New Effort for Salmon in Scenic Sawtooth Valley
Jul 7th, 2017 | Written by Western Rivers Conservancy
Photo by Kirk Anderson
In Idaho’s scenic Sawtooth Valley, Western Rivers Conservancy has successfully purchased the 364-acre Goat Falls Ranch, which controls crucial water rights on Goat and Meadow Creeks, two key tributary streams of the Salmon River. Historically, these streams contained some of the highest density Chinook salmon rearing habitat in the Salmon River system. Due to habitat degradation and low in-stream flows, the creeks now harbor only a fraction of the salmon and steelhead they once did. During the critical seasons of late summer and fall, when stream flows are already low and rearing juvenile Chinook are most susceptible, portions of both creeks are reduced to only a trickle, or dewatered entirely.
WRC hopes to change this by working in partnership with the Idaho Water Resource Board to deliver more water in-stream. This will improve late season conditions for fish and wildlife by returning cold water to these critical Salmon River tributaries. In addition to improving in-stream flows, our purchase of the ranch will enable restoration of key reaches of both Goat and Meadow creeks.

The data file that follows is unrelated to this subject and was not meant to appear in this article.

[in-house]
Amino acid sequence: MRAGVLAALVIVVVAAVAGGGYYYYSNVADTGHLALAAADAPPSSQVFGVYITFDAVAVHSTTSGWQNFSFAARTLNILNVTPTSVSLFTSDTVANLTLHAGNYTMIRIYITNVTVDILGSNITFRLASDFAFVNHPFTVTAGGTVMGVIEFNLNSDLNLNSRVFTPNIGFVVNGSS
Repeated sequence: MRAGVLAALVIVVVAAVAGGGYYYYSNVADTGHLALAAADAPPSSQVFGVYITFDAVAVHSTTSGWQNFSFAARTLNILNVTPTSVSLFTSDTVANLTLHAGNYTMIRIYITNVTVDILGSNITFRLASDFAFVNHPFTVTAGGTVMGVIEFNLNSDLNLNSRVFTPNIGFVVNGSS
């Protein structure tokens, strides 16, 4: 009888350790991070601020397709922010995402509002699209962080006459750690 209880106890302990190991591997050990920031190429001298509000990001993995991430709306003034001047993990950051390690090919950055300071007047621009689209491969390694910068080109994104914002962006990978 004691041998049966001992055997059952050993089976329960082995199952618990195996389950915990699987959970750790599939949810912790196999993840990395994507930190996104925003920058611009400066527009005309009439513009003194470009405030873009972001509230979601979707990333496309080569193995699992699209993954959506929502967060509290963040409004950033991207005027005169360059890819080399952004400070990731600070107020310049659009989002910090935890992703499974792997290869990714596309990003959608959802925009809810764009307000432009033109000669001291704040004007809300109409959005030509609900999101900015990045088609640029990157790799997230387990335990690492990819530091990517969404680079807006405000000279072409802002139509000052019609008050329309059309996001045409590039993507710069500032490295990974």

Goat Falls Ranch also has an important recreation component. A key trailhead into the SNRA lies off of the ranch road and accesses the popular Alpine Way Trail, which leads to several scenic alpine lakes and Goat Creek Falls, Idaho’s tallest waterfall. We expect to convey the ranch to the U.S. Forest Service to be managed for conservation within the Sawtooth National Recreation Area.
WRC’s work at Goat Falls Ranch follows on the heels of our successful protection of a mile of Pole Creek, another critical Sawtooth Valley tributary to the Salmon River. Pole Creek is one of the top-priority streams for recovery in the Salmon River system. Thanks to our efforts there, restoration of a mile of the stream is now underway.